Thousands Beg FCC for Net Neutrality Crackdown

Consumers vent to regulators about slow Internet, high prices, and data caps.

Activists protest outside Federal Communications Commission (FCC) as the commission is about to meet to receive public comment on proposed open Internet notice of proposed rulemaking and spectrum auctions May 15, 2014 at the FCC headquarters in Washington, DC. The FCC has voted in favor of a proposal to reform net neutrality and could allow Internet service providers to charge for faster and higher-quality service.
National Journal
July 30, 2015, 1 a.m.

In just the first month that net-neut­ral­ity reg­u­la­tions have been in ef­fect, con­sumers have filed about 2,000 com­plaints to the Fed­er­al Com­mu­nic­a­tions Com­mis­sion against Com­cast, AT&T, and oth­er In­ter­net ser­vice pro­viders, ac­cord­ing to re­cords ob­tained by Na­tion­al Journ­al.

And the depth of con­sumer out­rage over un­re­li­able In­ter­net ser­vice and high prices is un­deni­able. One con­sumer, for ex­ample, com­plained about hav­ing to use the Wi-Fi at a Mc­Don­ald’s to take an on­line ex­am be­cause the In­ter­net ser­vice at home was so bad. “The Com­cast mo­dem is such crap that we can’t even ac­cess the In­ter­net,” the con­sumer wrote. “I’m liv­id.”

Many con­sumers com­plained about data caps — lim­its that pro­viders place on cus­tom­ers’ monthly In­ter­net us­age. When cus­tom­ers use more than an al­lot­ted amount of data in a month, some In­ter­net pro­viders throttle their In­ter­net speeds, while oth­ers im­pose ex­tra fees. “Our data should not be capped at 350 mbps!!!!” one con­sumer pleaded. “Please, please make data caps il­leg­al!!”

An­oth­er con­sumer stopped watch­ing Net­flix and Hulu be­cause of the “ri­dicu­lous” data caps. “I have to tell my kids to stop us­ing You­Tube and oth­er ser­vices and stuff they need for school so we don’t go over the cap,” the con­sumer wrote, ex­plain­ing that their In­ter­net-en­abled home se­cur­ity cam­era uses up a sig­ni­fic­ant amount of their monthly data. “By Com­cast hav­ing this data cap, I don’t have a open In­ter­net “¦ I also think this data cap is very in­ac­cur­ate, it goes up without any­body be­ing home, and some­times by a lot.”

The FCC es­tim­ated the total num­ber of in­form­al com­plaints filed in the first month of the new reg­u­la­tions and provided cop­ies of 50 of those com­plaints to Na­tion­al Journ­al as an ini­tial re­sponse to a re­quest sub­mit­ted un­der the Free­dom of In­form­a­tion Act. Pub­lic com­ments on pro­ceed­ings and form­al com­plaints are avail­able on the FCC’s web­site, but the agency does not routinely make in­form­al con­sumer com­plaints avail­able.

The net-neut­ral­ity reg­u­la­tions, which were en­acted in Feb­ru­ary and took ef­fect June 12, are in­ten­ded to en­sure that In­ter­net users are free to ac­cess whatever on­line con­tent they choose. The rules bar In­ter­net ser­vice pro­viders from block­ing web­sites, se­lect­ively slow­ing down traffic, cre­at­ing spe­cial “fast lanes” for sites that pay, or “un­reas­on­ably in­ter­fer­ing” with the abil­ity of con­sumers to ac­cess Web con­tent. The rules also re­quire In­ter­net pro­viders to pub­licly dis­close in­form­a­tion about how they man­age their net­works.

The rules don’t ne­ces­sar­ily ban data caps, al­though the agency has said it will handle com­plaints on a case-by-case basis to de­term­ine if a par­tic­u­lar data-cap policy “un­reas­on­ably in­ter­feres” with a con­sumer’s In­ter­net ac­cess. False ad­vert­ise­ments about data caps or In­ter­net speeds also could vi­ol­ate the FCC’s trans­par­ency re­quire­ment that pro­viders ad­equately dis­close their prac­tices.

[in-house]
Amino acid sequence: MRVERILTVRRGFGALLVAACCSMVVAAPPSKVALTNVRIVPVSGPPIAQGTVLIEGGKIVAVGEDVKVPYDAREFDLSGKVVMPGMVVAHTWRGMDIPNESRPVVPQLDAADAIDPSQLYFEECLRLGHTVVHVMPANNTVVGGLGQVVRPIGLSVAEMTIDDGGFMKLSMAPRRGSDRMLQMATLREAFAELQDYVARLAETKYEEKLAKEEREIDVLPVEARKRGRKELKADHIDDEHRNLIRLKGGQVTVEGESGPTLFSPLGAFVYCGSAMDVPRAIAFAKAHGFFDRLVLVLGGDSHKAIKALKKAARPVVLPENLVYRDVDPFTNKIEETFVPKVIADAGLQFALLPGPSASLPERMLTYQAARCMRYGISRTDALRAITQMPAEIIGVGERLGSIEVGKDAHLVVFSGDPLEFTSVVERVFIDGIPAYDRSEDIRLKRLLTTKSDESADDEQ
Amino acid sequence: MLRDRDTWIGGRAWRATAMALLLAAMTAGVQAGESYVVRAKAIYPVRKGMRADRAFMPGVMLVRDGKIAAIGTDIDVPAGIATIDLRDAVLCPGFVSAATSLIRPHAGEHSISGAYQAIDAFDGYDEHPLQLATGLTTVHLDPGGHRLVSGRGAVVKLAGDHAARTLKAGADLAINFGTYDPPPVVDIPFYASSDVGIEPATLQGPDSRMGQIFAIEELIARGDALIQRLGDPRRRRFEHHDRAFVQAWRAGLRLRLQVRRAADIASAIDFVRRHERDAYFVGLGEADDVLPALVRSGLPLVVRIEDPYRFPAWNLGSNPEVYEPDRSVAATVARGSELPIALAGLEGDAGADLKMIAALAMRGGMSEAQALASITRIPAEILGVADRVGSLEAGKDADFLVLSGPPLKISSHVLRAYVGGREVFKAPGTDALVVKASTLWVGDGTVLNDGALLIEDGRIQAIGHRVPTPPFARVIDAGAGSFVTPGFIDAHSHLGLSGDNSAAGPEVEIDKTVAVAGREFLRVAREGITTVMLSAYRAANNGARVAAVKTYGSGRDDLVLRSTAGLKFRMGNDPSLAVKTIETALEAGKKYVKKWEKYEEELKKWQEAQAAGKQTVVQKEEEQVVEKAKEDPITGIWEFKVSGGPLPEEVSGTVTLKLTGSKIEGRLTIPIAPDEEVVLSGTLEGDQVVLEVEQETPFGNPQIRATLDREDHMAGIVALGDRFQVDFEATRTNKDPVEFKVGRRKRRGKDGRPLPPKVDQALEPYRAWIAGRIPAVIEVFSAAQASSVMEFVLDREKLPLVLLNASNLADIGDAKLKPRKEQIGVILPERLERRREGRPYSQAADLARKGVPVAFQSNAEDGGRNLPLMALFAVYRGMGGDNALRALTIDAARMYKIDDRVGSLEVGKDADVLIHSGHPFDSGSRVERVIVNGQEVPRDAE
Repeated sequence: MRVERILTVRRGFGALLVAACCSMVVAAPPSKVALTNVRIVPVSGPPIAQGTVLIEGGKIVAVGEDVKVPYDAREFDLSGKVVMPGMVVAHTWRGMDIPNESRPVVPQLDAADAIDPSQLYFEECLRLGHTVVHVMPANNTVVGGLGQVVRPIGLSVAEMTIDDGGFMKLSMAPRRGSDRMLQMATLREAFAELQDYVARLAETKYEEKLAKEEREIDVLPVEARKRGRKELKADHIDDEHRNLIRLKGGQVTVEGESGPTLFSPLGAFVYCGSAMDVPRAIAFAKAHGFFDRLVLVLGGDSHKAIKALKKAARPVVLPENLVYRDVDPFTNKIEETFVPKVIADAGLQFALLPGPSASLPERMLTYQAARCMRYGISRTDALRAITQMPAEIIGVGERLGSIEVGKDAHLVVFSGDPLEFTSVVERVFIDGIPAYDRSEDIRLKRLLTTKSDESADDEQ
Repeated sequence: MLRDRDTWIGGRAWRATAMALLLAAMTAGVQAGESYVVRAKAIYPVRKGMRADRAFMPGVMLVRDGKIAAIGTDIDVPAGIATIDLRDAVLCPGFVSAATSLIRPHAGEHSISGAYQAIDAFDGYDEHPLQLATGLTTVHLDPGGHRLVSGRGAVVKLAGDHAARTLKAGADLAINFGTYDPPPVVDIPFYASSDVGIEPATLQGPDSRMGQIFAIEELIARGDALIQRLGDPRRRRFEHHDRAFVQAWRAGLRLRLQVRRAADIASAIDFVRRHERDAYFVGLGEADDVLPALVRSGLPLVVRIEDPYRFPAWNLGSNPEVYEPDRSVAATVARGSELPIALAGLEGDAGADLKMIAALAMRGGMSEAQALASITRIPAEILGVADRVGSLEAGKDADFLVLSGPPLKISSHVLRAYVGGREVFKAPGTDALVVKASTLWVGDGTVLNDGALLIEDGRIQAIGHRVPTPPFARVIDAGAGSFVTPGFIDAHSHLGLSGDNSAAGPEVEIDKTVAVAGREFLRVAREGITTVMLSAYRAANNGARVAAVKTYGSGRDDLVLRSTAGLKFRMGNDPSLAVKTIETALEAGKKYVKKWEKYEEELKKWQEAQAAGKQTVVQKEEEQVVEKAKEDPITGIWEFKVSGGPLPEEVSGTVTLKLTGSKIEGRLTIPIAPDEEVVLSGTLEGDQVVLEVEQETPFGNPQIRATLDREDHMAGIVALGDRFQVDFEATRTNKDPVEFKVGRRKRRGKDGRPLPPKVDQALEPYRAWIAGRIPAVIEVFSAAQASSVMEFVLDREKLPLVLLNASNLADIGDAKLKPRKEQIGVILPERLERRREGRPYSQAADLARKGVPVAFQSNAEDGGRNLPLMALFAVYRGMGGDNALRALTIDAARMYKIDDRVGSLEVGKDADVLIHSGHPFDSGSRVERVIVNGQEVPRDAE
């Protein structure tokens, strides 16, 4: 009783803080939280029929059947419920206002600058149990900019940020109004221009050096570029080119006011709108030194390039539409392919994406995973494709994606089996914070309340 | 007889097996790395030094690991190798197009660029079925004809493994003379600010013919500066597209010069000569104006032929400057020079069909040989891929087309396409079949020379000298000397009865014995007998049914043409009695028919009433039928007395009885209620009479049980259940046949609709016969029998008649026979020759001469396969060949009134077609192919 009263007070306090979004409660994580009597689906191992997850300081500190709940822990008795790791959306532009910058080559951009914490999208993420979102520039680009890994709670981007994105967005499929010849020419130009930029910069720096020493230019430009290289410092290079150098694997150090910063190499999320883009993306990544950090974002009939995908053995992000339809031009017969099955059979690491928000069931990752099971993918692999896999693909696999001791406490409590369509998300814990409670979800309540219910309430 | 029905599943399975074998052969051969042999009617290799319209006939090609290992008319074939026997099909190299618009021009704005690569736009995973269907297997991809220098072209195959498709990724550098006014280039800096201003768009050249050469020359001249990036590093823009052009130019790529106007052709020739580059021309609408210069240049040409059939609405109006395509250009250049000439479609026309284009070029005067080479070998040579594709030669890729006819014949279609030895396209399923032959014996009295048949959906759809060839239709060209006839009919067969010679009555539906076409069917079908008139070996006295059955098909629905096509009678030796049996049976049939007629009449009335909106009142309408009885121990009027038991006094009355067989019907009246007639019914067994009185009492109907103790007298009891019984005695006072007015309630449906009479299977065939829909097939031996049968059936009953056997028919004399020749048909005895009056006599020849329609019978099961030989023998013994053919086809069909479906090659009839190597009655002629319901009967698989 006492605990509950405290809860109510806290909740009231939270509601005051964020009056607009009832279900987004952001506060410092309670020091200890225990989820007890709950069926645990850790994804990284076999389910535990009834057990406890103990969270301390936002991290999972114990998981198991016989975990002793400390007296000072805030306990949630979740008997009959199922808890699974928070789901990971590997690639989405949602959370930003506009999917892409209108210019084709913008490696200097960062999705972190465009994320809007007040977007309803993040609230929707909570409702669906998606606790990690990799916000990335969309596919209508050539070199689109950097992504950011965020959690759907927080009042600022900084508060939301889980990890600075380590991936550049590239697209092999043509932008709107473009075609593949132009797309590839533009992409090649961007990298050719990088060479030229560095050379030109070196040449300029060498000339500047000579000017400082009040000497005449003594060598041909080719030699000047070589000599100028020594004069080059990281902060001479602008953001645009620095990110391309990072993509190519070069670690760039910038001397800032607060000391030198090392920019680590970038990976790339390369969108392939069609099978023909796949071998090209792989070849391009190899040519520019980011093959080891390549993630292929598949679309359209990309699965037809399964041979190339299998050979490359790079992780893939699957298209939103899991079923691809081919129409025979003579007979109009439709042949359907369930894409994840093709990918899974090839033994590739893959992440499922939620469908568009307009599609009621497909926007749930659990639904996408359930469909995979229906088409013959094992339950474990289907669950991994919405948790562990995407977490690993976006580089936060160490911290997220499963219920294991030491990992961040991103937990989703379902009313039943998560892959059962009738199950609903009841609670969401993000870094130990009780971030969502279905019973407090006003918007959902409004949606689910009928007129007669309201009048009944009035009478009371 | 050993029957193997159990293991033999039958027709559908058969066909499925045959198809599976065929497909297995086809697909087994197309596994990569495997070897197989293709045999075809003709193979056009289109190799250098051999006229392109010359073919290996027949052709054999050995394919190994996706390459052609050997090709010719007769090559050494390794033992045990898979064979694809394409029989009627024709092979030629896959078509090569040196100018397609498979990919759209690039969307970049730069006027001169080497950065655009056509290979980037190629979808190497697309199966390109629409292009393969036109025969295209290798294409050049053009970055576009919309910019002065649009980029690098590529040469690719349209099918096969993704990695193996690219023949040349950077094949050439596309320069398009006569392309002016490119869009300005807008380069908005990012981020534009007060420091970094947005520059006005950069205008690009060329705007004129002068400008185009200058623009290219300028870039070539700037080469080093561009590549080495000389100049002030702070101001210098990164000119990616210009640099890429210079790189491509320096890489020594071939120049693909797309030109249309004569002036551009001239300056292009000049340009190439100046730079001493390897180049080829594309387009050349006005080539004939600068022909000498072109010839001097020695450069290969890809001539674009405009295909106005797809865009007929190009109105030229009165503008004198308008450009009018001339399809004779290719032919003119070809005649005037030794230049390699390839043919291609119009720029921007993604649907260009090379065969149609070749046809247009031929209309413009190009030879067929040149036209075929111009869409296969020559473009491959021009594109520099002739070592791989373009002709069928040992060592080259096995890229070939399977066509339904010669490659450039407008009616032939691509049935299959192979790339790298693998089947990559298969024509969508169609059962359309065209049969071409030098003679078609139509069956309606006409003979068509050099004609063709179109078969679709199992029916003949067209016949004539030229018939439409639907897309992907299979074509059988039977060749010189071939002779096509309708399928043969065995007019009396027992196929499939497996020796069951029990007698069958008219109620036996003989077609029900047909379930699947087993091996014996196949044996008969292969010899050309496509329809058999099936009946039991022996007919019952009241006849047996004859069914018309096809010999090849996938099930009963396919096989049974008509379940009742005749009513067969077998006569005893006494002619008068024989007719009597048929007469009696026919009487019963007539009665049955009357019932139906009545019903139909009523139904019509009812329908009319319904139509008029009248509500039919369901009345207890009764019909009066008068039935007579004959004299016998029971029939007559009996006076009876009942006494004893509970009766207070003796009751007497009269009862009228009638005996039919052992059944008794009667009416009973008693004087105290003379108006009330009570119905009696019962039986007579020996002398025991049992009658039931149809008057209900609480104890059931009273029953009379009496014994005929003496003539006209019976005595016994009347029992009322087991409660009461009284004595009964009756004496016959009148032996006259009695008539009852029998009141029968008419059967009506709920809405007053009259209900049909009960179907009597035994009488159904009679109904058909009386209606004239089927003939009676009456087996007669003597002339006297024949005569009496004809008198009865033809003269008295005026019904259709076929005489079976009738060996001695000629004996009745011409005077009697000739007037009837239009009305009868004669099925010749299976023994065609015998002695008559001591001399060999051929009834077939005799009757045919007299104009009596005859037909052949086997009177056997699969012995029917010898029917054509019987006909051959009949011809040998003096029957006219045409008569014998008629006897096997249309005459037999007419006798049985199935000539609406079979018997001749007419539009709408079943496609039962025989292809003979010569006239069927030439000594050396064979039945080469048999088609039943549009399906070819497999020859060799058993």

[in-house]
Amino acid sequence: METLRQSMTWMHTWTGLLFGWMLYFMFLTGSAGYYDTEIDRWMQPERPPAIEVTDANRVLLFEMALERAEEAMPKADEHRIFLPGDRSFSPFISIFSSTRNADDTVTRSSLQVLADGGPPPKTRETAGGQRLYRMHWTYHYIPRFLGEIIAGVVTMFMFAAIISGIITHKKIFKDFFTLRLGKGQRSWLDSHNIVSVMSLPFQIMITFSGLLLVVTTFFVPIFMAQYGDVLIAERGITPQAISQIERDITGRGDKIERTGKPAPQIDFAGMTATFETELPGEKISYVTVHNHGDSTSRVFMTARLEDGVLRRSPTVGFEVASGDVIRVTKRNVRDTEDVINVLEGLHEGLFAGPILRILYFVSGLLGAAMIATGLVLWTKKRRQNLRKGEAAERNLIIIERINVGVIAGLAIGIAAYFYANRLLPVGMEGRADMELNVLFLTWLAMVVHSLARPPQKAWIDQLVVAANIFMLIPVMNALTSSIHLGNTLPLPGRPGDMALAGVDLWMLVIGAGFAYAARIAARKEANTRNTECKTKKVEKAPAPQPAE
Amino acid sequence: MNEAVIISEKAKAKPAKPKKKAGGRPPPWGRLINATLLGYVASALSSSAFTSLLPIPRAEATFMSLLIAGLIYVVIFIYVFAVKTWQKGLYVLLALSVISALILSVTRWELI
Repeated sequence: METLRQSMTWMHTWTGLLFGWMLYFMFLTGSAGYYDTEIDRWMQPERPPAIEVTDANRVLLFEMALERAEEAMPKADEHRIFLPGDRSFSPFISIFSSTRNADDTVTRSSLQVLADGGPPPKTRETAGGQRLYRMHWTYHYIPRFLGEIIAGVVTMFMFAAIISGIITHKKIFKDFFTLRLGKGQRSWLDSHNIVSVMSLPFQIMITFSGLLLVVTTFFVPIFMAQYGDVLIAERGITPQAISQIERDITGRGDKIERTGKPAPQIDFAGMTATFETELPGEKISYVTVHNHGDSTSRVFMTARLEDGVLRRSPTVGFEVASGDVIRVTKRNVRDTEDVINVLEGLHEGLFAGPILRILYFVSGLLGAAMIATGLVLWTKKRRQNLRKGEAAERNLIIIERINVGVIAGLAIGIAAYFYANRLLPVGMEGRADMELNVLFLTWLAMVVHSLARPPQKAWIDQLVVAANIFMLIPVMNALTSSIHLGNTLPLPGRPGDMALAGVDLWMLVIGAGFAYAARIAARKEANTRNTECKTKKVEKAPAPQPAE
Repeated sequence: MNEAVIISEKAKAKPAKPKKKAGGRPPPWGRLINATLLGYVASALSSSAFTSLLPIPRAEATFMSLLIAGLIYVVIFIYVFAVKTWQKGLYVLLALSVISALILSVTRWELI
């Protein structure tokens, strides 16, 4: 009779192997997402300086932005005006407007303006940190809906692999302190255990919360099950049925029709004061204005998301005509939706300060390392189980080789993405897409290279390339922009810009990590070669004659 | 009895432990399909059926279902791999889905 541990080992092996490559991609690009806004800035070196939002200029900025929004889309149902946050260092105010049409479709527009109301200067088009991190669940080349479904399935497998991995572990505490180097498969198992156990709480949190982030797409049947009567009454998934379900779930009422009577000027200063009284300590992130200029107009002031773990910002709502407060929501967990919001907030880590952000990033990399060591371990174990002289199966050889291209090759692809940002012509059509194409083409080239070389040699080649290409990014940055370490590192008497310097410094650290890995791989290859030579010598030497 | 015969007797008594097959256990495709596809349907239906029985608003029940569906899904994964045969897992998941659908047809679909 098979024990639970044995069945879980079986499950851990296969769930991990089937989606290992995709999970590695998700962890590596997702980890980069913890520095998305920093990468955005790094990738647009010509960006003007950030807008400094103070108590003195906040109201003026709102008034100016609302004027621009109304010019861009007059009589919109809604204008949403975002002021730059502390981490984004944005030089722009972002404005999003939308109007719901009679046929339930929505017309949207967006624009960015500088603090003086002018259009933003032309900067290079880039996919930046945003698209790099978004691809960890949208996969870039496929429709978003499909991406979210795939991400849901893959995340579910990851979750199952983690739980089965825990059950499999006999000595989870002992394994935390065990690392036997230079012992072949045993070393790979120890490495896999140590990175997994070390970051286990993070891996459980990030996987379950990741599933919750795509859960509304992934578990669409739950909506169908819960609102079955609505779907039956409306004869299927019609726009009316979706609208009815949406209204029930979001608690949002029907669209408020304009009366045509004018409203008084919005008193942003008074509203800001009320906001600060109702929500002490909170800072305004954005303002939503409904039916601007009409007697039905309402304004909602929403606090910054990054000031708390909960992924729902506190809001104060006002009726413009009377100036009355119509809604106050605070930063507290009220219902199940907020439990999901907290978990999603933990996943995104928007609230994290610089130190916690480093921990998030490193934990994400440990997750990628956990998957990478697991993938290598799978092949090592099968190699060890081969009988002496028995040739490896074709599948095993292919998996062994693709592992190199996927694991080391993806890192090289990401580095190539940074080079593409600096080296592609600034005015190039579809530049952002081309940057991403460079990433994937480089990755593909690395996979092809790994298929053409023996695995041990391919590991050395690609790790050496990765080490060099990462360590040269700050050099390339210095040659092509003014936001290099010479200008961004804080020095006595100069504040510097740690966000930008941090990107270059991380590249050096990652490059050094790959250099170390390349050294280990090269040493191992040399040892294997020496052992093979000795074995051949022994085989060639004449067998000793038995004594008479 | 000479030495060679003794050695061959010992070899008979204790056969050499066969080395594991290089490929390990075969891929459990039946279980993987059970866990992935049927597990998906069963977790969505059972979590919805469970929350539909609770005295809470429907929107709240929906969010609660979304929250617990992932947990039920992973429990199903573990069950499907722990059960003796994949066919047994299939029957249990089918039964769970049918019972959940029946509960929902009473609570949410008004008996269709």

Sev­er­al of the com­plaints were about AT&T’s prac­tice of throt­tling the speeds of its heav­iest users on un­lim­ited mo­bile-data plans. The FCC already has is­sued a $100 mil­lion fine over the prac­tice, say­ing AT&T misled con­sumers by call­ing the plan “un­lim­ited” (AT&T is protest­ing the fine).

Con­sumers lodged the com­plaints us­ing the FCC’s on­line help cen­ter, and then se­lect­ing “Open In­ter­net/ Net Neut­ral­ity” on a menu. Ac­cord­ing to FCC spokes­wo­man Kim Hart, the com­plaints are first re­viewed by of­fi­cials in the FCC’s Con­sumer and Gov­ern­ment­al Af­fairs Bur­eau, who then for­ward the com­plaints to the pro­viders in ques­tion. The com­pan­ies must re­spond to both the FCC and the com­plain­ing con­sumer with­in 30 days (one pro­fan­ity-laced com­plaint provided to Na­tion­al Journ­al, however, was im­me­di­ately dis­missed as “in­co­her­ent/un­answer­able”).

Of­fi­cials in the FCC’s En­force­ment Bur­eau can choose wheth­er to in­vest­ig­ate any of the com­plaints for fur­ther ac­tion or pen­al­ties, Hart said. Parul De­sai, the FCC’s new “Open In­ter­net om­bud­sper­son,” works with the En­force­ment Bur­eau to identi­fy trends in the com­plaints and help de­cide which ones to in­vest­ig­ate, ac­cord­ing to Hart.

The Na­tion­al Cable and Tele­com­mu­nic­a­tions As­so­ci­ation and the U.S. Tele­com As­so­ci­ation, which both rep­res­ent ma­jor In­ter­net pro­viders and have sued to over­turn the reg­u­la­tions, de­clined to com­ment on the com­plaints.

Har­old Feld, the seni­or vice pres­id­ent of Pub­lic Know­ledge, a con­sumer-ad­vocacy group, ac­know­ledged that most of the com­plaints prob­ably do not identi­fy real vi­ol­a­tions of the FCC’s net-neut­ral­ity rules. But, he said, they show that reg­u­lat­ors need to stay vi­gil­ant and go after cable and tele­com com­pan­ies that take ad­vant­age of con­sumers.

“People are angry and frus­trated, and they are there­fore tak­ing this op­por­tun­ity to com­plain,” Feld said. “I would hope this would be a wakeup call, par­tic­u­larly for those people who con­tin­ue to labor un­der the de­lu­sion that every­body must be happy with their broad­band.”

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